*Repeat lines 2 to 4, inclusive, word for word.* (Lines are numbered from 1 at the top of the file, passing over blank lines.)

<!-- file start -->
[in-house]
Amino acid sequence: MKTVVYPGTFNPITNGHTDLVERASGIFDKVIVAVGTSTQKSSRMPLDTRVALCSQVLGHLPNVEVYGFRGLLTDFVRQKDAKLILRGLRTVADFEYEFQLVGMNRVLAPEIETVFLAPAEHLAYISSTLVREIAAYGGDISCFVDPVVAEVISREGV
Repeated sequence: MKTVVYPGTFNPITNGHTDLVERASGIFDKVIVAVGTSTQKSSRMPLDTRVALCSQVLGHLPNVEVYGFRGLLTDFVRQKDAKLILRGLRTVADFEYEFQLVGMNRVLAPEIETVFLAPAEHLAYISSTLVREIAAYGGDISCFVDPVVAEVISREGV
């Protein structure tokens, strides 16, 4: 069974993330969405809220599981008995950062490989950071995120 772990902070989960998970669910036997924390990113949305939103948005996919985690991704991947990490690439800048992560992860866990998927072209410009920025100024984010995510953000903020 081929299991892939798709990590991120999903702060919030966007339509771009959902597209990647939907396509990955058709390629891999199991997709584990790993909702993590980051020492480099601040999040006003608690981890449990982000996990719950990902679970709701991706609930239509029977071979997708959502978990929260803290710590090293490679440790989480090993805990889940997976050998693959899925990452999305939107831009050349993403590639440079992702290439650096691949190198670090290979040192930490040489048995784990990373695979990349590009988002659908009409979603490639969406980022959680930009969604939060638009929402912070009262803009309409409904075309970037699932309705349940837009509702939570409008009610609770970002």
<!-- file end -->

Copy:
Amino acid sequence: MKTVVYPGTFNPITNGHTDLVERASGIFDKVIVAVGTSTQKSSRMPLDTRVALCSQVLGHLPNVEVYGFRGLLTDFVRQKDAKLILRGLRTVADFEYEFQLVGMNRVLAPEIETVFLAPAEHLAYISSTLVREIAAYGGDISCFVDPVVAEVISREGV
Repeated sequence: MKTVVYPGTFNPITNGHTDLVERASGIFDKVIVAVGTSTQKSSRMPLDTRVALCSQVLGHLPNVEVYGFRGLLTDFVRQKDAKLILRGLRTVADFEYEFQLVGMNRVLAPEIETVFLAPAEHLAYISSTLVREIAAYGGDISCFVDPVVAEVISREGV
């Protein structure tokens, strides 16, 4: 069974993330969405809220599981008995950062490989950071995120 772990902070989960998970669910036997924390990113949305939103948005996919985690991704991947990490690439800048992560992860866990998927072209410009920025100024984010995510953000903020 081929299991892939798709990590991120999903702060919030966007339509771009959902597209990647939907396509990955058709390629891999199991997709584990790993909702993590980051020492480099601040999040006003608690981890449990982000996990719950990902679970709701991706609930239509029977071979997708959502978990929260803290710590090293490679440790989480090993805990889940997976050998693959899925990452999305939107831009050349993403590639440079992702290439650096691949190198670090290979040192930490040489048995784990990373695979990349590009988002659908009409979603490639969406980022959680930009969604939060638009929402912070009262803009309409409904075309970037699932309705349940837009509702939570409008009610609770970002």